Auditor Galloway encouraged by Governor's opposition to dark money

Auditor asks Governor to take action to clean up "culture of corruption" in Jefferson City when it comes to state contracting

State Auditor Nicole Galloway is again urging Gov. Mike Parson to take action to curb the influence of dark money in Jefferson City, following his recent comments on the subject.


On January 30, while hosting the Missouri Press Association at the Governor's Mansion, Gov. Parson conveyed he has long been opposed to dark money and that Missourians should know who is contributing to such organizations.


In a letter delivered today, Auditor Galloway asked the Governor to make Senate Bill 735 a legislative priority. The bill would increase transparency on state contracts awarded to financial supporters of dark money groups, which are not required to report the source of donations they receive.


"We can both agree that Missourians want and deserve a transparent, honest and efficient government," Auditor Galloway wrote in the letter. "But, they need leadership on these issues in order to make such expectations a reality."


The letter asks the Governor to support the legislation promoting transparency in state contracts and to issue an executive order consistent with his recent comments clarifying his administration's stance on dark money.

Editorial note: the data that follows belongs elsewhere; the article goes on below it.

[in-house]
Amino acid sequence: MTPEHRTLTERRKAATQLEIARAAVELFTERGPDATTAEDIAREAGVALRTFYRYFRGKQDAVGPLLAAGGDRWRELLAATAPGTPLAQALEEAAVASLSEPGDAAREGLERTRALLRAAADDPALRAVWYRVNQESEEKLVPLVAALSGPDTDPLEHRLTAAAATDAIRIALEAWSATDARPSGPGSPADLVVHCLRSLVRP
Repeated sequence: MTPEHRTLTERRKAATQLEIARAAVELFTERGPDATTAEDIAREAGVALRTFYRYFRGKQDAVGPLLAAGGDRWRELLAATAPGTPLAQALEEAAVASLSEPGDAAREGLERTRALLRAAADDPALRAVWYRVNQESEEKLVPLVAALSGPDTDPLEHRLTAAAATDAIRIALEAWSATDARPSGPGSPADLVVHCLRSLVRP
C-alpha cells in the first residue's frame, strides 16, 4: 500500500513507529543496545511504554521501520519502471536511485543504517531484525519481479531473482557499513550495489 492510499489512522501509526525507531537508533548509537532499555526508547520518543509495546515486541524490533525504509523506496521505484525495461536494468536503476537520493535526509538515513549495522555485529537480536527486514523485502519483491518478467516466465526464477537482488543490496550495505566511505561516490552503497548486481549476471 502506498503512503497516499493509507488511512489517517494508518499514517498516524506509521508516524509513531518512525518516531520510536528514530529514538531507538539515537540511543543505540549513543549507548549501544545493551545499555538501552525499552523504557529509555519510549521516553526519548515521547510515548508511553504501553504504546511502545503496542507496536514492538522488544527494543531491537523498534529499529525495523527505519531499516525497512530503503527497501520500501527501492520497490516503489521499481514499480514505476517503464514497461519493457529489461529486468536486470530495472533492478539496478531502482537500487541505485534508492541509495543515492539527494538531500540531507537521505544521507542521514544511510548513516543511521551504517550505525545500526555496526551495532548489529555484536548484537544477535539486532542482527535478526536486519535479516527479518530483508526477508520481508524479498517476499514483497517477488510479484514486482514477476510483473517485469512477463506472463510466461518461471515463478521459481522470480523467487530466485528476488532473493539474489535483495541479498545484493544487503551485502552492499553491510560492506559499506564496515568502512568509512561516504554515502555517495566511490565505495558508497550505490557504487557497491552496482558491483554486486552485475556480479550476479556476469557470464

This is not the first time Auditor Galloway has asked Gov. Parson to join her in efforts to combat dark money's influence in state government. In a meeting shortly after he ascended to the office and in previous letters, Auditor Galloway has both raised her concerns to the Governor about what she said was Jefferson City's "culture of corruption" and proposed ways — through legislation and executive order — to restore public trust. To date, those proposals have not been heeded.


"I'm urging Gov. Parson to make Senate Bill 735 a priority because he stated his opposition to dark money. Together, we can help restore public trust in government," Auditor Galloway said. "For the third year in a row, there's a bill in the General Assembly that would shine a greater light on public contracts awarded to supporters of dark money groups."


Senate Bill 735 would require any person or company entering into a public contract for more than $5,000 to disclose annual payments greater than $500 made to a 501(c)(4) not-for-profit organization. Such organizations include what are known as dark money groups. The legislation also would require anyone with more than a 10% interest in the contracting company to disclose payments they make of more than $500 to a dark money group.


A copy of Auditor Galloway's letter to Gov. Parson is available here


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Editor's Note: Gov. Parson's recent comments referenced above can be found here.